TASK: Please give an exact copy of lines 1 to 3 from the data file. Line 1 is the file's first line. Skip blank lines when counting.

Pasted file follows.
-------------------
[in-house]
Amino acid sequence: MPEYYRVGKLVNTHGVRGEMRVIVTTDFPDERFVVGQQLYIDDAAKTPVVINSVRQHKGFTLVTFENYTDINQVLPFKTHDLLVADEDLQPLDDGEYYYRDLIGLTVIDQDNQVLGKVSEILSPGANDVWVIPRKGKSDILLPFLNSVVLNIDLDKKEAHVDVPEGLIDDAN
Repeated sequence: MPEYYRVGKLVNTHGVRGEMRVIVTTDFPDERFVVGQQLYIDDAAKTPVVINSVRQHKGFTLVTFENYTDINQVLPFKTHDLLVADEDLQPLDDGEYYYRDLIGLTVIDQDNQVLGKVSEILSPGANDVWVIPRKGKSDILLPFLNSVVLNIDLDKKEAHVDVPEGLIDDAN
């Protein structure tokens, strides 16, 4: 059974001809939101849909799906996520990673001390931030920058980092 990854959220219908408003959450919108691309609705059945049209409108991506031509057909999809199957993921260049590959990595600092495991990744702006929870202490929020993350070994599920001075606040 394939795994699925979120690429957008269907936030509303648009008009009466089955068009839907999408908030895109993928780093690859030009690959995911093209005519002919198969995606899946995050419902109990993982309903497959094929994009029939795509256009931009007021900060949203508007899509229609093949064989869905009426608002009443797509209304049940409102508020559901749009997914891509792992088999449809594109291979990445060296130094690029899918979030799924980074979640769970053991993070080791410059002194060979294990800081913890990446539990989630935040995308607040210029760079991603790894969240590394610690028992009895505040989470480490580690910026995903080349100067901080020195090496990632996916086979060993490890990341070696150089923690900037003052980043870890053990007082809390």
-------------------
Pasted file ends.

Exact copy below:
[in-house]
Amino acid sequence: MPEYYRVGKLVNTHGVRGEMRVIVTTDFPDERFVVGQQLYIDDAAKTPVVINSVRQHKGFTLVTFENYTDINQVLPFKTHDLLVADEDLQPLDDGEYYYRDLIGLTVIDQDNQVLGKVSEILSPGANDVWVIPRKGKSDILLPFLNSVVLNIDLDKKEAHVDVPEGLIDDAN
Repeated sequence: MPEYYRVGKLVNTHGVRGEMRVIVTTDFPDERFVVGQQLYIDDAAKTPVVINSVRQHKGFTLVTFENYTDINQVLPFKTHDLLVADEDLQPLDDGEYYYRDLIGLTVIDQDNQVLGKVSEILSPGANDVWVIPRKGKSDILLPFLNSVVLNIDLDKKEAHVDVPEGLIDDAN